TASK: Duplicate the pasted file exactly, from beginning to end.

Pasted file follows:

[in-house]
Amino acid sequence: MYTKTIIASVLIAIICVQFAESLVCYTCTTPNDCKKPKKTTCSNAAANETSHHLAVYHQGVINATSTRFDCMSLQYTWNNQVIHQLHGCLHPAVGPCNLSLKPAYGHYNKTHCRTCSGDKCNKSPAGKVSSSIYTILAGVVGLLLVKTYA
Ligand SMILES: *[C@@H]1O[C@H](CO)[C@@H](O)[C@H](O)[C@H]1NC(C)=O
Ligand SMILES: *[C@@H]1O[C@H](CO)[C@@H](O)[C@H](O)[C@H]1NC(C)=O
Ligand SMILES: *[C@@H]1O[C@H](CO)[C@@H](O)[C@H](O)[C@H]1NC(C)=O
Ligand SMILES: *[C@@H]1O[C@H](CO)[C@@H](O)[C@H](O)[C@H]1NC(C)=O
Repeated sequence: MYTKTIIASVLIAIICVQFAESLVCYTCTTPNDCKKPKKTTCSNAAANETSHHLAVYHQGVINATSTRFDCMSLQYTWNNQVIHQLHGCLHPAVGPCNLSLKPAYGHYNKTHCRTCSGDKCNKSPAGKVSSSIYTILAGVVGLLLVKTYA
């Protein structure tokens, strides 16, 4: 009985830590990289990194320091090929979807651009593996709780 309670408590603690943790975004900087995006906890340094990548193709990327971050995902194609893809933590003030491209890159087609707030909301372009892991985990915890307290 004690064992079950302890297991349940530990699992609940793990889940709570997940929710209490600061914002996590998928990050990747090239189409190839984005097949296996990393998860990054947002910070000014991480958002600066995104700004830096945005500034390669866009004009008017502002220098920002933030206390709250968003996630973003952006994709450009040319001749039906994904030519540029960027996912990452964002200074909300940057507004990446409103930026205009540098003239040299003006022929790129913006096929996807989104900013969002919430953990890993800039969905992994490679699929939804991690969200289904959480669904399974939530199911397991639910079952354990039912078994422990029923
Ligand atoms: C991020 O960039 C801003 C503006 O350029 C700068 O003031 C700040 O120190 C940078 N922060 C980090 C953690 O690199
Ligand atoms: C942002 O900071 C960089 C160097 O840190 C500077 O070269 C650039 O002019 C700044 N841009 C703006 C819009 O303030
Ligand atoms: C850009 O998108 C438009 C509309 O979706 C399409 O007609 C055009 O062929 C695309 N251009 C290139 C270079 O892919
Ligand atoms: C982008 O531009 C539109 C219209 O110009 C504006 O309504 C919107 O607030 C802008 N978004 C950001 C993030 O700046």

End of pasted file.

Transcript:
[in-house]
Amino acid sequence: MYTKTIIASVLIAIICVQFAESLVCYTCTTPNDCKKPKKTTCSNAAANETSHHLAVYHQGVINATSTRFDCMSLQYTWNNQVIHQLHGCLHPAVGPCNLSLKPAYGHYNKTHCRTCSGDKCNKSPAGKVSSSIYTILAGVVGLLLVKTYA
Ligand SMILES: *[C@@H]1O[C@H](CO)[C@@H](O)[C@H](O)[C@H]1NC(C)=O
Ligand SMILES: *[C@@H]1O[C@H](CO)[C@@H](O)[C@H](O)[C@H]1NC(C)=O
Ligand SMILES: *[C@@H]1O[C@H](CO)[C@@H](O)[C@H](O)[C@H]1NC(C)=O
Ligand SMILES: *[C@@H]1O[C@H](CO)[C@@H](O)[C@H](O)[C@H]1NC(C)=O
Repeated sequence: MYTKTIIASVLIAIICVQFAESLVCYTCTTPNDCKKPKKTTCSNAAANETSHHLAVYHQGVINATSTRFDCMSLQYTWNNQVIHQLHGCLHPAVGPCNLSLKPAYGHYNKTHCRTCSGDKCNKSPAGKVSSSIYTILAGVVGLLLVKTYA
């Protein structure tokens, strides 16, 4: 009985830590990289990194320091090929979807651009593996709780 309670408590603690943790975004900087995006906890340094990548193709990327971050995902194609893809933590003030491209890159087609707030909301372009892991985990915890307290 004690064992079950302890297991349940530990699992609940793990889940709570997940929710209490600061914002996590998928990050990747090239189409190839984005097949296996990393998860990054947002910070000014991480958002600066995104700004830096945005500034390669866009004009008017502002220098920002933030206390709250968003996630973003952006994709450009040319001749039906994904030519540029960027996912990452964002200074909300940057507004990446409103930026205009540098003239040299003006022929790129913006096929996807989104900013969002919430953990890993800039969905992994490679699929939804991690969200289904959480669904399974939530199911397991639910079952354990039912078994422990029923
Ligand atoms: C991020 O960039 C801003 C503006 O350029 C700068 O003031 C700040 O120190 C940078 N922060 C980090 C953690 O690199
Ligand atoms: C942002 O900071 C960089 C160097 O840190 C500077 O070269 C650039 O002019 C700044 N841009 C703006 C819009 O303030
Ligand atoms: C850009 O998108 C438009 C509309 O979706 C399409 O007609 C055009 O062929 C695309 N251009 C290139 C270079 O892919
Ligand atoms: C982008 O531009 C539109 C219209 O110009 C504006 O309504 C919107 O607030 C802008 N978004 C950001 C993030 O700046």